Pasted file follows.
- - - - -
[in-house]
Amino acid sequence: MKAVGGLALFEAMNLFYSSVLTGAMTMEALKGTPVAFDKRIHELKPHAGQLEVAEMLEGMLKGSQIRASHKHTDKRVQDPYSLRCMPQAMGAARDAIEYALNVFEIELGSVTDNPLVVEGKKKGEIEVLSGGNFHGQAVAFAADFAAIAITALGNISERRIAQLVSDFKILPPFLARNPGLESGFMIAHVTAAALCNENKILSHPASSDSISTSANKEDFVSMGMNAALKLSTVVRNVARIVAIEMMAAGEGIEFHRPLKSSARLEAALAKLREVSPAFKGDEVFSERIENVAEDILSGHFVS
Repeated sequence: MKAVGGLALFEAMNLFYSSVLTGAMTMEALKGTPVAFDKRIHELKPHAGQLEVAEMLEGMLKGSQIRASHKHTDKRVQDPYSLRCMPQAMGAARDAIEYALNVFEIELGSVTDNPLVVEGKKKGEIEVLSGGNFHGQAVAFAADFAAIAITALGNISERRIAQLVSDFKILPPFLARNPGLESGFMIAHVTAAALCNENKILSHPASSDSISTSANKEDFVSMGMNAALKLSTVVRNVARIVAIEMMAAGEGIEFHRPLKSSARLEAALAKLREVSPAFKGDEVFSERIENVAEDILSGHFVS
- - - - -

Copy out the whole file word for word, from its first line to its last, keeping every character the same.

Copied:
[in-house]
Amino acid sequence: MKAVGGLALFEAMNLFYSSVLTGAMTMEALKGTPVAFDKRIHELKPHAGQLEVAEMLEGMLKGSQIRASHKHTDKRVQDPYSLRCMPQAMGAARDAIEYALNVFEIELGSVTDNPLVVEGKKKGEIEVLSGGNFHGQAVAFAADFAAIAITALGNISERRIAQLVSDFKILPPFLARNPGLESGFMIAHVTAAALCNENKILSHPASSDSISTSANKEDFVSMGMNAALKLSTVVRNVARIVAIEMMAAGEGIEFHRPLKSSARLEAALAKLREVSPAFKGDEVFSERIENVAEDILSGHFVS
Repeated sequence: MKAVGGLALFEAMNLFYSSVLTGAMTMEALKGTPVAFDKRIHELKPHAGQLEVAEMLEGMLKGSQIRASHKHTDKRVQDPYSLRCMPQAMGAARDAIEYALNVFEIELGSVTDNPLVVEGKKKGEIEVLSGGNFHGQAVAFAADFAAIAITALGNISERRIAQLVSDFKILPPFLARNPGLESGFMIAHVTAAALCNENKILSHPASSDSISTSANKEDFVSMGMNAALKLSTVVRNVARIVAIEMMAAGEGIEFHRPLKSSARLEAALAKLREVSPAFKGDEVFSERIENVAEDILSGHFVS